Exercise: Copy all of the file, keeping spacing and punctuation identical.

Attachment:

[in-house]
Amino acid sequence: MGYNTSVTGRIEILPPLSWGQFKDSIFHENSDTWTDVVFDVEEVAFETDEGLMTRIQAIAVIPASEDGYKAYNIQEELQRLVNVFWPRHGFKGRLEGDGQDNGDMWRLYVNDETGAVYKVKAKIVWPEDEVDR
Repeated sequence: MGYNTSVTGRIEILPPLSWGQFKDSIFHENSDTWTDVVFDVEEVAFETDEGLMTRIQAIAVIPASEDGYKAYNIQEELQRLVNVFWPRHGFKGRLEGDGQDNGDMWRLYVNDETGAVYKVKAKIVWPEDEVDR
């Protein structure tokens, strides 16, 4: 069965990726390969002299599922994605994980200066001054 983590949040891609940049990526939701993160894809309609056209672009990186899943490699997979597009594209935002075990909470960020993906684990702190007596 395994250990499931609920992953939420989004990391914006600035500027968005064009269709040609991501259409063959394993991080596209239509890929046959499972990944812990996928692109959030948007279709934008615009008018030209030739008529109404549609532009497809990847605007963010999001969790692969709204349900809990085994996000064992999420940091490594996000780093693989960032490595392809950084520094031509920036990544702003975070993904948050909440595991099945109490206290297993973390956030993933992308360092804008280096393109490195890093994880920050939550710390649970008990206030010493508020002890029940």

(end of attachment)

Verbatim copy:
[in-house]
Amino acid sequence: MGYNTSVTGRIEILPPLSWGQFKDSIFHENSDTWTDVVFDVEEVAFETDEGLMTRIQAIAVIPASEDGYKAYNIQEELQRLVNVFWPRHGFKGRLEGDGQDNGDMWRLYVNDETGAVYKVKAKIVWPEDEVDR
Repeated sequence: MGYNTSVTGRIEILPPLSWGQFKDSIFHENSDTWTDVVFDVEEVAFETDEGLMTRIQAIAVIPASEDGYKAYNIQEELQRLVNVFWPRHGFKGRLEGDGQDNGDMWRLYVNDETGAVYKVKAKIVWPEDEVDR
């Protein structure tokens, strides 16, 4: 069965990726390969002299599922994605994980200066001054 983590949040891609940049990526939701993160894809309609056209672009990186899943490699997979597009594209935002075990909470960020993906684990702190007596 395994250990499931609920992953939420989004990391914006600035500027968005064009269709040609991501259409063959394993991080596209239509890929046959499972990944812990996928692109959030948007279709934008615009008018030209030739008529109404549609532009497809990847605007963010999001969790692969709204349900809990085994996000064992999420940091490594996000780093693989960032490595392809950084520094031509920036990544702003975070993904948050909440595991099945109490206290297993973390956030993933992308360092804008280096393109490195890093994880920050939550710390649970008990206030010493508020002890029940």